Online threats plague Arizona school districts after Sandy Hook shooting

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By Andrew Michalscheck By Andrew Michalscheck

GOODYEAR, Ariz. -- In the wake of the Sandy Hook Elementary shootings, the education community has felt a great loss. It's also faced new challenges.

"A lot of good things have been done in terms of support for those victims, but there's also this side of the impact that's not a good's been very difficult for districts," said Dr. Dennis Rynyon. 

Runyon is the Superintendent of Agua Fria Union High School District. His is one of several districts now having to sort through threats, most made on the Internet, built to capitalize on a tense time.

"It's usually a threat to the environment, usually something about I'm going to bring a gun or I'm going to bring a weapon or somebody's going to get hurt," he said.

One of those threats made this week targeted Desert Edge High School.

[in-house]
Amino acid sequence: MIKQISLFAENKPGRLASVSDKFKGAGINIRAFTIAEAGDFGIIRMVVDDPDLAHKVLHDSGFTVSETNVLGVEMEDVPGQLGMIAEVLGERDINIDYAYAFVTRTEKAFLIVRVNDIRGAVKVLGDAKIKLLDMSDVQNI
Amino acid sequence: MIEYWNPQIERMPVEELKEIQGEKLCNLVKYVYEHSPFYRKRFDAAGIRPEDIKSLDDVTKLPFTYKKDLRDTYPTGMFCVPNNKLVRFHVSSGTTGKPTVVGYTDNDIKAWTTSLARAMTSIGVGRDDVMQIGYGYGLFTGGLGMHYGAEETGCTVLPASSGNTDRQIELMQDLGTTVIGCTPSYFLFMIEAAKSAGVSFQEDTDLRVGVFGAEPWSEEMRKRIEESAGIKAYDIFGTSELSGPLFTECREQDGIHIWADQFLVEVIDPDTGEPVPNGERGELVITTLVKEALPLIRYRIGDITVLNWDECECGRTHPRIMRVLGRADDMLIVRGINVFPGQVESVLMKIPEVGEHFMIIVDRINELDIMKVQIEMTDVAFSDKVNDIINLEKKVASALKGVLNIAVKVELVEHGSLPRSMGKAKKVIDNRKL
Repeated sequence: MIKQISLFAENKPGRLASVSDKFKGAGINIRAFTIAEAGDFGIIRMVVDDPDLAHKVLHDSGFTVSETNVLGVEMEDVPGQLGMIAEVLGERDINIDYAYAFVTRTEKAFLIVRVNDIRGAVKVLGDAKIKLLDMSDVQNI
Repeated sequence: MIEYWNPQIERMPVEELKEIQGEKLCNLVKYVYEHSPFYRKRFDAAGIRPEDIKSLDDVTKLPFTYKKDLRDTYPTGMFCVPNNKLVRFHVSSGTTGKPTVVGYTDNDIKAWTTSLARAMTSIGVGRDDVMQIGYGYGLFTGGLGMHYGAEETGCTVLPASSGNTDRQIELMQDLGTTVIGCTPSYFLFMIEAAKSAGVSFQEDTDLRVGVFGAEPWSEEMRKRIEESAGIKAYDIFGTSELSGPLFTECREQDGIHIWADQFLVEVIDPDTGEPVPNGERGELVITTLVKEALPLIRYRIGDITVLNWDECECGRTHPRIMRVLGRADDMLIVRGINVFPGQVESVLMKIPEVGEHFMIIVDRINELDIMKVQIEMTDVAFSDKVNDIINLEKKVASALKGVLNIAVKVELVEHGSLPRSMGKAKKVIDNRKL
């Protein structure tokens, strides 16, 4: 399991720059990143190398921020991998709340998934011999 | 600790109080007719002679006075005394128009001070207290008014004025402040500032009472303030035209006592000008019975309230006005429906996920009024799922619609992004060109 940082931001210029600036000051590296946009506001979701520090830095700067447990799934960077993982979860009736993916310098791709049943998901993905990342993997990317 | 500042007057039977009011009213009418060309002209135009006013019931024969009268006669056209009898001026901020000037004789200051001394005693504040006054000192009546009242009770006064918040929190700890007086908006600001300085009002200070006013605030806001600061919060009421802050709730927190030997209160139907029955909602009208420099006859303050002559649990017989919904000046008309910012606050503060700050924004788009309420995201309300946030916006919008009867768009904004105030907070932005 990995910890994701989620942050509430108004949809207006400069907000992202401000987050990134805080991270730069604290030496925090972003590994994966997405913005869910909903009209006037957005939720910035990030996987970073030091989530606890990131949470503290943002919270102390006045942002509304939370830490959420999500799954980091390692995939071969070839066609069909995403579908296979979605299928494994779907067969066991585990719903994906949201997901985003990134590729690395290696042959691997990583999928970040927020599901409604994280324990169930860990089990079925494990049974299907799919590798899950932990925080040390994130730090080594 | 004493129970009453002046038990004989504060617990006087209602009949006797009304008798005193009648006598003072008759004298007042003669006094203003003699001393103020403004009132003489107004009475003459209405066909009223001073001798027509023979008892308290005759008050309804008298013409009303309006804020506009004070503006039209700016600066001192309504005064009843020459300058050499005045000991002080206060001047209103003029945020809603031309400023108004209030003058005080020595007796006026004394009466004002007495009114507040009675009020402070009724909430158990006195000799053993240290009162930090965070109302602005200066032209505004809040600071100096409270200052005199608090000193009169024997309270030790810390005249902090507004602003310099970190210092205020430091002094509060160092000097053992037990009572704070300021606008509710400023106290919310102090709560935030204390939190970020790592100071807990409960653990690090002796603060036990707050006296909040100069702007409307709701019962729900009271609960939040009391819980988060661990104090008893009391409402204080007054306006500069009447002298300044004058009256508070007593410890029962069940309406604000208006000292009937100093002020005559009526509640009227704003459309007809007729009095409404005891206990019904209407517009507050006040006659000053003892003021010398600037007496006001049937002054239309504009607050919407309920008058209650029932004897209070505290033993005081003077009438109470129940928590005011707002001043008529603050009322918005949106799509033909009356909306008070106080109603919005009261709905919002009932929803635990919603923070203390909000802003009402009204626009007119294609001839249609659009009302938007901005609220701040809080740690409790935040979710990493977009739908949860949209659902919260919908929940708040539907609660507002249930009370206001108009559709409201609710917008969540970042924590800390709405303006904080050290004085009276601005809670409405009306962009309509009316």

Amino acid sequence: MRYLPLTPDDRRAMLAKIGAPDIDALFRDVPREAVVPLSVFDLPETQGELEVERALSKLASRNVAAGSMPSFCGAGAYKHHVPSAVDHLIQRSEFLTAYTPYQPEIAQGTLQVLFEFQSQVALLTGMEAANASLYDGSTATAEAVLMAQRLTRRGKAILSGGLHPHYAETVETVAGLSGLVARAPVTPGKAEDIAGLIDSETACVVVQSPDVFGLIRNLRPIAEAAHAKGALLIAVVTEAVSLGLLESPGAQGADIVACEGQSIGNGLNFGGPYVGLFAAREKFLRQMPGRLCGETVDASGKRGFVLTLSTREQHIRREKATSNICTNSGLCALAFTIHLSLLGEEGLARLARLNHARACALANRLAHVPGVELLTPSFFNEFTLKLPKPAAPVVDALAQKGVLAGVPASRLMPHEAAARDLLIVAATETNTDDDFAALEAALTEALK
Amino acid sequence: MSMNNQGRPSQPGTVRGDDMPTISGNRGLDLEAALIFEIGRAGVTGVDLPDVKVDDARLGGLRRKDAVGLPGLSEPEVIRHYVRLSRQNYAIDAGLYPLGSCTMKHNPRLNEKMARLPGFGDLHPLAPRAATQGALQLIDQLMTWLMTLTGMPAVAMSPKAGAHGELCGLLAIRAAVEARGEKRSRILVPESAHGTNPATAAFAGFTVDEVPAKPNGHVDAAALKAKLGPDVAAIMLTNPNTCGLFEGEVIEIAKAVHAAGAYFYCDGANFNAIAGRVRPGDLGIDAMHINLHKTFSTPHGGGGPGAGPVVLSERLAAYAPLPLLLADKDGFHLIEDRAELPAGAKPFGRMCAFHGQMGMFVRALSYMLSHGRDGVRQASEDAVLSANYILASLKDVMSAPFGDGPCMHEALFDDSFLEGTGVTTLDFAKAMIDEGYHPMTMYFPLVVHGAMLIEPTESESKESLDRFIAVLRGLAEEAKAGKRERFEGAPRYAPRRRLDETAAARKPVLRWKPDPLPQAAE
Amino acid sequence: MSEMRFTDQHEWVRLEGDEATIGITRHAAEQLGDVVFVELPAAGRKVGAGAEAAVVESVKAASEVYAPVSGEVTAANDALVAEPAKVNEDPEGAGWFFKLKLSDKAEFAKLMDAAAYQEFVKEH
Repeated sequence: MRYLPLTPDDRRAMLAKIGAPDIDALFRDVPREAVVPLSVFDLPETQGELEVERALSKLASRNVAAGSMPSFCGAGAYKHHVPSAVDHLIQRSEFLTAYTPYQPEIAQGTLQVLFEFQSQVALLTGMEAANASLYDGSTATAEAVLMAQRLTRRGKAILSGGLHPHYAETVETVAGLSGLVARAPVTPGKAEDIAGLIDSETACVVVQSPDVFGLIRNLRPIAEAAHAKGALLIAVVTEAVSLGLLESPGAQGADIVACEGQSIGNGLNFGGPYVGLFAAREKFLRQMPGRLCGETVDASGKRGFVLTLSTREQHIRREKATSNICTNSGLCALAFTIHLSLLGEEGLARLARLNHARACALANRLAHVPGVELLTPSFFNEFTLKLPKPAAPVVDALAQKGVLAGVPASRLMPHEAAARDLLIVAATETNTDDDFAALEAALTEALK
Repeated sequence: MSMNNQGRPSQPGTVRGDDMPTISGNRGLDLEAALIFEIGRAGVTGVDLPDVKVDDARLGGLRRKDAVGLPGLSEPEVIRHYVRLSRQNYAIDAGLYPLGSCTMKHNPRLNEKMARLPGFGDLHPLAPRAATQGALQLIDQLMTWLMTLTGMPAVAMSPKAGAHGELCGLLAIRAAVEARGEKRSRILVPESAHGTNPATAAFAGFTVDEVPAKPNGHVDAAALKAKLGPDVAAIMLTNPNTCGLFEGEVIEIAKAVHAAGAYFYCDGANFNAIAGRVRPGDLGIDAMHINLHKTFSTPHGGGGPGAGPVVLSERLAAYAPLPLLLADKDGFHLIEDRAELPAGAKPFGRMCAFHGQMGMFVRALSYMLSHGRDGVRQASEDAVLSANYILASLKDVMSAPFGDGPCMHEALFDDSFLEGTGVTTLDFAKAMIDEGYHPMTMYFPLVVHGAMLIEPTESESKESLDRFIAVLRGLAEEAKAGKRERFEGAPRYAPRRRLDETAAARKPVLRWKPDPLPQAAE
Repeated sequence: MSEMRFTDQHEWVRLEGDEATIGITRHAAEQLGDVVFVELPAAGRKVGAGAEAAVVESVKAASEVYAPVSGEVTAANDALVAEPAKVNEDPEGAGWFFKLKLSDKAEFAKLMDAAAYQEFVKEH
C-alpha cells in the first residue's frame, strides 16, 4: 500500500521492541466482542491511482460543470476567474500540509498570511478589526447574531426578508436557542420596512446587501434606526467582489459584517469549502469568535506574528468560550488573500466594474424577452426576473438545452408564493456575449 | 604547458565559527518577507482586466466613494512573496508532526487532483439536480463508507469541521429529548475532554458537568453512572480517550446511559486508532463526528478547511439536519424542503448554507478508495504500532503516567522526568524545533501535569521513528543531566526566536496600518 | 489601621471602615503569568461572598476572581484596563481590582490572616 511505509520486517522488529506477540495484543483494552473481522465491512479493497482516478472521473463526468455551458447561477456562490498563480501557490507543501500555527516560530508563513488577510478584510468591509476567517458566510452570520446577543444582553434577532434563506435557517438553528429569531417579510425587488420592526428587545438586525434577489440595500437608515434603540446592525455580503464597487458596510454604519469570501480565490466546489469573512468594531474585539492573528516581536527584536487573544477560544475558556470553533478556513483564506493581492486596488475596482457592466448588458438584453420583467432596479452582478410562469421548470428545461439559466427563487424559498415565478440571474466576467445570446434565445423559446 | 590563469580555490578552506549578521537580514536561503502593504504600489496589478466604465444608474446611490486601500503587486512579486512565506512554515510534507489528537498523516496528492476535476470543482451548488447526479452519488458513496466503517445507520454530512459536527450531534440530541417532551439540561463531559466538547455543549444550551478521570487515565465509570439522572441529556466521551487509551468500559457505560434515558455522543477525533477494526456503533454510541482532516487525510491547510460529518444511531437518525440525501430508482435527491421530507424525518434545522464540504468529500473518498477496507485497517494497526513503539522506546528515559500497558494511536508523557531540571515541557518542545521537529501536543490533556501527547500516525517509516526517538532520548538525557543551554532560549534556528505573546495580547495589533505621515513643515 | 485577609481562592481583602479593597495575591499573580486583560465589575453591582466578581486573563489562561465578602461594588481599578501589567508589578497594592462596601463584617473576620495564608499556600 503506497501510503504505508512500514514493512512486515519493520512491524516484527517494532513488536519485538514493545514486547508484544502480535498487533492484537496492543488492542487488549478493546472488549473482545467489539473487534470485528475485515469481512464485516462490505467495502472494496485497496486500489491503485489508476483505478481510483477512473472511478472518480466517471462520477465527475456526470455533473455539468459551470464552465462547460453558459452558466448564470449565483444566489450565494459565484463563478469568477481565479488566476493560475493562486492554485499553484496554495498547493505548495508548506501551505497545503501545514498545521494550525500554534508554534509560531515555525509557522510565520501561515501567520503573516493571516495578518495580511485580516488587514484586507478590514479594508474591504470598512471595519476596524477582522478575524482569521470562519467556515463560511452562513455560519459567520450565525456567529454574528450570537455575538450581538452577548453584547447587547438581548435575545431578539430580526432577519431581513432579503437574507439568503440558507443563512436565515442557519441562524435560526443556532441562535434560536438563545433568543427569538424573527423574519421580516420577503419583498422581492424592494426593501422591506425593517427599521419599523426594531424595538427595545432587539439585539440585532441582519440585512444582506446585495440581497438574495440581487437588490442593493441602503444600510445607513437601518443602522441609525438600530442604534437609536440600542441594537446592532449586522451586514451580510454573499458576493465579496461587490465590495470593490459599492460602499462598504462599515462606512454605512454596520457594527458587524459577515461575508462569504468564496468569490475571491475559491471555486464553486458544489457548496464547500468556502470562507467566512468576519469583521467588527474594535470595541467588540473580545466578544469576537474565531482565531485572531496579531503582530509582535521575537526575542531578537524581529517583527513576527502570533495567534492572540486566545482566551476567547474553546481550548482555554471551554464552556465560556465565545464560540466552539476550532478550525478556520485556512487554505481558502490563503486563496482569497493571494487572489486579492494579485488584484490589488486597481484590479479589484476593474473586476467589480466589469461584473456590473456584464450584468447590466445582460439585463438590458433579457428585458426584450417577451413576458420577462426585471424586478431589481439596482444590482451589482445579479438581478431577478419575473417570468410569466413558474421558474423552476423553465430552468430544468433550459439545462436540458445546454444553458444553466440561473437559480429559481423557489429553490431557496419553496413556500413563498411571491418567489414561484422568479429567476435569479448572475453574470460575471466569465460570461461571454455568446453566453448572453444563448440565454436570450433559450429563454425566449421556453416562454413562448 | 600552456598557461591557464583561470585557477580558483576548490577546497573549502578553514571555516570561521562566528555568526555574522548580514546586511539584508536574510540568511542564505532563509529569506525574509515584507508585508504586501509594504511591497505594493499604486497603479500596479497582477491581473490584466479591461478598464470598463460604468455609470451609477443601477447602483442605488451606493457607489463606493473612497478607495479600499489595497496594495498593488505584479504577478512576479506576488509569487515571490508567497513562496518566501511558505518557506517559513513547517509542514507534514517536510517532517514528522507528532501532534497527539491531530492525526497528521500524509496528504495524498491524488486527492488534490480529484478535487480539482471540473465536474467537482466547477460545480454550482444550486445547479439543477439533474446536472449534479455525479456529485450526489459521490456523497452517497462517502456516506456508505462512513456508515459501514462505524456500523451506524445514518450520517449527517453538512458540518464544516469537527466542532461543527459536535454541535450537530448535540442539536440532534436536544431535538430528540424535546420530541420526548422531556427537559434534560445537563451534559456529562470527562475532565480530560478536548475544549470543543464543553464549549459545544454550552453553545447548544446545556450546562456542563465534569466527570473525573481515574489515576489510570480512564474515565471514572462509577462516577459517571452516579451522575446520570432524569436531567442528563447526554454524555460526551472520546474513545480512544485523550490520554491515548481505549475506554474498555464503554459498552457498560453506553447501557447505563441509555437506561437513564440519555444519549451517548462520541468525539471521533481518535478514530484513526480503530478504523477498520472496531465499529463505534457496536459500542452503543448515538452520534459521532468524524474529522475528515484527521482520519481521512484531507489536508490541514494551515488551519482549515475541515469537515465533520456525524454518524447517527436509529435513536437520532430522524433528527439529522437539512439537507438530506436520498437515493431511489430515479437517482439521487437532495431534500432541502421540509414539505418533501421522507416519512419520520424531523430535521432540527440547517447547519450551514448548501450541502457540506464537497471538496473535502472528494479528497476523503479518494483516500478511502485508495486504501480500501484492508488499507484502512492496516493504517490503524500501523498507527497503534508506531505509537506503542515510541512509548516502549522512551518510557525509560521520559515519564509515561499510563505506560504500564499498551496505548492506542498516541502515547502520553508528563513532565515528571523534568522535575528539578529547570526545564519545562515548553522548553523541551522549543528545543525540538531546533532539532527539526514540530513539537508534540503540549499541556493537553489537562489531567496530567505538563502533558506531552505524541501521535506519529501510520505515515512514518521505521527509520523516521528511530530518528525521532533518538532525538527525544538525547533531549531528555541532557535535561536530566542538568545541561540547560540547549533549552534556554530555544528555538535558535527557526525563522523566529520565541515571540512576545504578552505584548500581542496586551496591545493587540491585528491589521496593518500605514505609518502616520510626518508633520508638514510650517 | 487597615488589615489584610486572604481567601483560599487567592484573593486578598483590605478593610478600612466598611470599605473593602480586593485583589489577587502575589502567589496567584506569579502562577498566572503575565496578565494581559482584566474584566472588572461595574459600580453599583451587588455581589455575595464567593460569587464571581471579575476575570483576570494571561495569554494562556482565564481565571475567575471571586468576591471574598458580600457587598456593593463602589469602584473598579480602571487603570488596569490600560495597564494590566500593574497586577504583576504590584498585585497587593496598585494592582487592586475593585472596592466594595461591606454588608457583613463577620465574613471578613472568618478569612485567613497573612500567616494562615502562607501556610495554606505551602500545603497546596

Administrators said it came from a Facebook post that's since been taken down, and said they believe all students are safe.

They've added extra security this week to calm nerves, but that's not much consolation  for Trona Prince, whose daughter attends Desert Edge.

"My daughter saying 'Oh there's cops here with guns going around checking classrooms,' or this and that doesn't make it easier to digest," she said.

This is the latest in a slew of scares, from an alleged gunman spotted near a Scottsdale middle school, to a student dressed as the Joker in Glendale.

Administrators say parents need to check in with their child to remind them that threats are taken seriously.